By Norma Kirkpatrick
In 1976, my husband and I went for two weeks to the Aleutian chain of Alaska, to help some friends who had a mission church there in the little community of King Salmon. My husband preached and visited some of the other mission stations, flying by light plane with the missionary, after they swept ice and snow off of the wings with a broom. The population of King Salmon and nearby areas was a mix of Eskimos; young military men and women working the vital radar installation; and a group of staff in charge of the government-run weather station.
There were also two military jets in a hangar right off the runway, with four pilots who rotated with twenty-four hours duty on, and twenty-four hours off. The radar station would call them on alert if Russian jets flew out over the Bering Straits; they would arm their rockets by removing black warning flags before they scrambled up the ladder into their one-man jets.
The missionary wife, Marianne, ordered her groceries by the year. The items were barged up from Seattle after the Naknek River ice had broken up. They lived in a winterized house trailer with a lean-to against the side to stack frozen fish and elk meat dressed and packaged. There was a small basement built under the trailer where the bulk items were stored. Our church shipped a big box of fresh fruit with us on the plane; it was a great treat for their entire family.
She shared with me that a few years before we went out to work with them, it was the time of long darkness, and her husband, Don, was often away on the dog sled, or bush plane. She had the short-wave radio and could talk to contacts for short periods of time. Her two teen agers would bundle up and go out to visit friends, but she was left home alone with her baby. She began to go down the ladder to the basement more and more frequently; and get a candy bar.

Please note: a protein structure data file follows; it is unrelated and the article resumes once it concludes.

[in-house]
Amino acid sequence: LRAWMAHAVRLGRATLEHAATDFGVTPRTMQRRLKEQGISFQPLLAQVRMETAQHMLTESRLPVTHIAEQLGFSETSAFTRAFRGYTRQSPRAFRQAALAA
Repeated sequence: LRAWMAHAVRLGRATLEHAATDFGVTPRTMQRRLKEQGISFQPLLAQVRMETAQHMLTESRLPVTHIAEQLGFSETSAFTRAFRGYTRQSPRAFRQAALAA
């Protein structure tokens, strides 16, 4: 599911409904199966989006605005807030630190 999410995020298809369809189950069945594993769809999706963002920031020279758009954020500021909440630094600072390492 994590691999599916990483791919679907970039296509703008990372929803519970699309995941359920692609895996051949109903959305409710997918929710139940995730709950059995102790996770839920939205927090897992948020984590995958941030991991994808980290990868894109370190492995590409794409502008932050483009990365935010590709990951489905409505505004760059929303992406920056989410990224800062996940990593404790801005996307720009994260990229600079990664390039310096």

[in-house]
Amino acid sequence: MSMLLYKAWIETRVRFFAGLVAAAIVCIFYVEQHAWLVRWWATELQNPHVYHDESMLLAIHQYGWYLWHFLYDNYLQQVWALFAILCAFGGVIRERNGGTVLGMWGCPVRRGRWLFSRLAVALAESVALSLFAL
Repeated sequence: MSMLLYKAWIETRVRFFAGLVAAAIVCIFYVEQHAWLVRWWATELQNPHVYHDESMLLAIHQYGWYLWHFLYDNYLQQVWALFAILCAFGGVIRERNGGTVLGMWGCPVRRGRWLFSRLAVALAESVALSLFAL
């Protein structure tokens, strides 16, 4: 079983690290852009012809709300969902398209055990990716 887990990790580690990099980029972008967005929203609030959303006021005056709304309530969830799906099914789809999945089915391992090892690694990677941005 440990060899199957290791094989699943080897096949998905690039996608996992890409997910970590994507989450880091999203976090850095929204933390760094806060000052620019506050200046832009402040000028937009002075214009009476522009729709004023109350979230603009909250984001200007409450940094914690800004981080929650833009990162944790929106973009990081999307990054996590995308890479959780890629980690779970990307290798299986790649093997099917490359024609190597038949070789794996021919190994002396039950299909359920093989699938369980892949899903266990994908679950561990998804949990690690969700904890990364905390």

Marianne had ordered one big box of candy bars for a year of seldom treats for
each of the family members. If the children mentioned candy, she would say no; they were saving it for something special. She felt safe, because Don was tall and skinny, and never ate candy. He was a total health freak. That night, the children were playing board games; Marianne was straightening the kitchen, when Don suddenly stood up and went down the ladder. She told me she knew reckoning time had come and she had not felt like that since she was a child. He came back up the ladder carrying the empty candy box. The children were wide-eyed, looking around at the five members of their family to see who had been the culprit. Don looked at Marianne. “I’m sorry,” she said. “I couldn’t help it.”That was all that was said. The next time Don flew into Anchorage, he bought a big box of candy bars and stored them in the basement, with the understanding that Marianne would not be allowed to have any more that year.
That day, Marianne learned justice must be served by adults, as well as children. She learned that we are never too old to make a mistake, and that temptation is powerful. She learned that children can be tenderhearted and give their mother a bite of their candy bar; now and then. She also knew what she had always known about Don; if any one broke the family rules, they had to pay the piper. Of course, he was very careful that year, because he knew Marianne had her eye on him; just hoping he would break a family rule.
Kirkpatrick is a guest columnist for the Opelika Observer. She also collaborates with authors on literary projects and writes an occasional poem. She can be reached at firstname.lastname@example.org.